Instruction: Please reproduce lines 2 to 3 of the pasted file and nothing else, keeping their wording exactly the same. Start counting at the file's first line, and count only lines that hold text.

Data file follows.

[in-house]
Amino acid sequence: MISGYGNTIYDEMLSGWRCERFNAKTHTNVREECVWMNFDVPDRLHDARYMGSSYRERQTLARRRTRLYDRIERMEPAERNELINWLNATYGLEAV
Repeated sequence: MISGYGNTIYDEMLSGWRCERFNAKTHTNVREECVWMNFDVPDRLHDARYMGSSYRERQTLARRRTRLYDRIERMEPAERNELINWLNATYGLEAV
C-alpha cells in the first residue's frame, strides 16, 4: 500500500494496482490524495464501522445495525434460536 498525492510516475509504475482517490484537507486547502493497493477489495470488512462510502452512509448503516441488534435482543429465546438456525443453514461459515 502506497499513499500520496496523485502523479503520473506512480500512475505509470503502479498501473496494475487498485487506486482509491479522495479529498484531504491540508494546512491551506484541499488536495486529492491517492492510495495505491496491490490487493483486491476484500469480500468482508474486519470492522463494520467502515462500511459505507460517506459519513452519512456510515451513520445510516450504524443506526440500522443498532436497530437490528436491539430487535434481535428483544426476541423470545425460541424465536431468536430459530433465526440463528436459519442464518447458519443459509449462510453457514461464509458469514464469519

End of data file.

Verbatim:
Amino acid sequence: MISGYGNTIYDEMLSGWRCERFNAKTHTNVREECVWMNFDVPDRLHDARYMGSSYRERQTLARRRTRLYDRIERMEPAERNELINWLNATYGLEAV
Repeated sequence: MISGYGNTIYDEMLSGWRCERFNAKTHTNVREECVWMNFDVPDRLHDARYMGSSYRERQTLARRRTRLYDRIERMEPAERNELINWLNATYGLEAV